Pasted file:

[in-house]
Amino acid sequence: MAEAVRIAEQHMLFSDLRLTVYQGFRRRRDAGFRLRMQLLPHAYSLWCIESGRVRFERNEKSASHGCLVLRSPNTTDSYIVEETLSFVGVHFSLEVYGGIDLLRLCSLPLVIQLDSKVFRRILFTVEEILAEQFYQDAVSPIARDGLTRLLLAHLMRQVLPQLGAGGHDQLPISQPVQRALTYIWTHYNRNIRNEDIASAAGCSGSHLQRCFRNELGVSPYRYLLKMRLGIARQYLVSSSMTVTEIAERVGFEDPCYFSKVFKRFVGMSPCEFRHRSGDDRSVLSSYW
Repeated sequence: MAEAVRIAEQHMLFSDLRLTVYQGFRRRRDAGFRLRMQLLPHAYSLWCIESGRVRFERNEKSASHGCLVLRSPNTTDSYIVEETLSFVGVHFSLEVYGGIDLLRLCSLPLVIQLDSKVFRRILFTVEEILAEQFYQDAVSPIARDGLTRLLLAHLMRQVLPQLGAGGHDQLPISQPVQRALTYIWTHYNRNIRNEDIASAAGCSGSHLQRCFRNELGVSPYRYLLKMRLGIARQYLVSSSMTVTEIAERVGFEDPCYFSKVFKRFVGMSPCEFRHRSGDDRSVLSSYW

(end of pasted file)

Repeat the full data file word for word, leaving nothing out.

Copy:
[in-house]
Amino acid sequence: MAEAVRIAEQHMLFSDLRLTVYQGFRRRRDAGFRLRMQLLPHAYSLWCIESGRVRFERNEKSASHGCLVLRSPNTTDSYIVEETLSFVGVHFSLEVYGGIDLLRLCSLPLVIQLDSKVFRRILFTVEEILAEQFYQDAVSPIARDGLTRLLLAHLMRQVLPQLGAGGHDQLPISQPVQRALTYIWTHYNRNIRNEDIASAAGCSGSHLQRCFRNELGVSPYRYLLKMRLGIARQYLVSSSMTVTEIAERVGFEDPCYFSKVFKRFVGMSPCEFRHRSGDDRSVLSSYW
Repeated sequence: MAEAVRIAEQHMLFSDLRLTVYQGFRRRRDAGFRLRMQLLPHAYSLWCIESGRVRFERNEKSASHGCLVLRSPNTTDSYIVEETLSFVGVHFSLEVYGGIDLLRLCSLPLVIQLDSKVFRRILFTVEEILAEQFYQDAVSPIARDGLTRLLLAHLMRQVLPQLGAGGHDQLPISQPVQRALTYIWTHYNRNIRNEDIASAAGCSGSHLQRCFRNELGVSPYRYLLKMRLGIARQYLVSSSMTVTEIAERVGFEDPCYFSKVFKRFVGMSPCEFRHRSGDDRSVLSSYW